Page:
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Demographics - Topography, Climate, and Population

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Topography and Climate

The Fort Berthold Reservation is situated on the western edge of the Missouri Coteau (Hills of the Missouri). Glaciers formed the topography of this area late in the Cretaceous Period. Erosion further shaped the area. The Missouri Coteau and the Coteau Slope separate the central lowlands of North Dakota on the east, from the Great Plains, on the west. The eastern portions of the Fort Berthold Reservation resemble the Great Plains and are characterized by small rolling hills and valleys. The south and western portions of the reservation are comprised of rolling uplands, large hills and valleys, buttes, and badlands.

The Mandan, Hidatsa, and Arikara settled and farmed along the river bottom of the Missouri River for centuries. The river’s bottomlands afforded them with ideal spots for home sites. In the summer, they built their lodges near the river and planted their crops on the floodplains accessible to water to sustain their large crops. In the winter, they lived under bluffs that provided protection from depredations, and from the elements. The centuries of existence in the bottomlands, with its rich and fertile soil, allowed the Mandan, Hidatsa, and Sahnish time to develop many hybrid forms of beans, corn, squash, and sunflowers. The area was also abundant in chert, a pure and extremely hard, micro-crystalline quartz. Another variety of chert, called Knife River Flint, was used extensively by the ancestors of the Mandan, Hidatsa, and Arikara as a raw material for tools. The term “Knife River” is an English translation of the Hidatsa name, Metsi Ashi which was given because flint for knives was quarried along the river. (Hidatsa Curriculum Review Committee, 1999)

Annual precipitation ranges from 14–16 inches. The average number of growing days is 110–119 with approximately 130–139 days of 28 degrees and above temperatures. (U.S. Department of Interior 1971, p. 117, Schneider p. 142)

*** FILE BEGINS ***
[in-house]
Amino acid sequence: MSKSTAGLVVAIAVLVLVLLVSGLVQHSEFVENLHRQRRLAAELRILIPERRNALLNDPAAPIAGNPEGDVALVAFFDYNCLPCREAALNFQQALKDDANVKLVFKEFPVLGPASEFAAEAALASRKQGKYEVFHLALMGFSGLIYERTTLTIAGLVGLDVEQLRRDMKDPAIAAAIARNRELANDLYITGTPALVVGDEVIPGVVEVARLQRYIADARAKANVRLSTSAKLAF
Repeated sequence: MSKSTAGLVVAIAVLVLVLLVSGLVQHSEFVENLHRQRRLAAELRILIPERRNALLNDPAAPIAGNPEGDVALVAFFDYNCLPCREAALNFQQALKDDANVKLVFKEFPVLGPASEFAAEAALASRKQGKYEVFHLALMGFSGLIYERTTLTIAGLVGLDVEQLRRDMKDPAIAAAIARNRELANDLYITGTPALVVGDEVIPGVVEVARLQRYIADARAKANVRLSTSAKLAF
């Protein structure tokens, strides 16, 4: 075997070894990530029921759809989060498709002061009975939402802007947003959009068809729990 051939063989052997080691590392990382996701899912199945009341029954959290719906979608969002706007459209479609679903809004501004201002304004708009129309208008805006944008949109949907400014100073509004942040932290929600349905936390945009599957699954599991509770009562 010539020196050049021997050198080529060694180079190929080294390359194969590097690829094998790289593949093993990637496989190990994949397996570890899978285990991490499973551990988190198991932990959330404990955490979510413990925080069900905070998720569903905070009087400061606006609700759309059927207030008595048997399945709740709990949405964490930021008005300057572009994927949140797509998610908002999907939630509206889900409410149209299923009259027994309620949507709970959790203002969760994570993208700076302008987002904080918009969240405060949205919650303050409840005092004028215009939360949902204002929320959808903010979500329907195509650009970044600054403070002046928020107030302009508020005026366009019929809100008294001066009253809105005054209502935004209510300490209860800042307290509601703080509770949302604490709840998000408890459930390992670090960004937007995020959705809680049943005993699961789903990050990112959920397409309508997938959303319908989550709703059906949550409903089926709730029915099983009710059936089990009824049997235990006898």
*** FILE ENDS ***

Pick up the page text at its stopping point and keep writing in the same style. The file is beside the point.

The Fort Berthold Reservation is divided into six political districts, or segments: Four Bears (tribal government center), Mandaree, Shell Creek (New Town), Lucky Mound (Parshall), Twin Buttes, and White Shield. These segments represent the major settlements of the reservation.

The flooding of the bottomlands of the Missouri River destroyed the long-established Indian population centers of the Fort Berthold Reservation. Before the United States built the reservoir, 289 out of 357 households were living in the reservoir area. The construction of the Garrison Dam and the creation of Lake Sakakawea divided the reservation into five segments. After the original eight communities were moved to the uplands, families were relocated throughout the reservation. Currently, some of the people live in the communities and surrounding areas of Mandaree, White Shield, Twin Buttes, and Four Bears. The current resident population of the Fort Berthold Reservation is approximately 5,915, with an enrolled population of 10,400.

Population—Fort Berthold Reservation
Total Resident Population
Enrolled Members
2000 Census Data
Three Affiliated Tribes Enrollment Office Data

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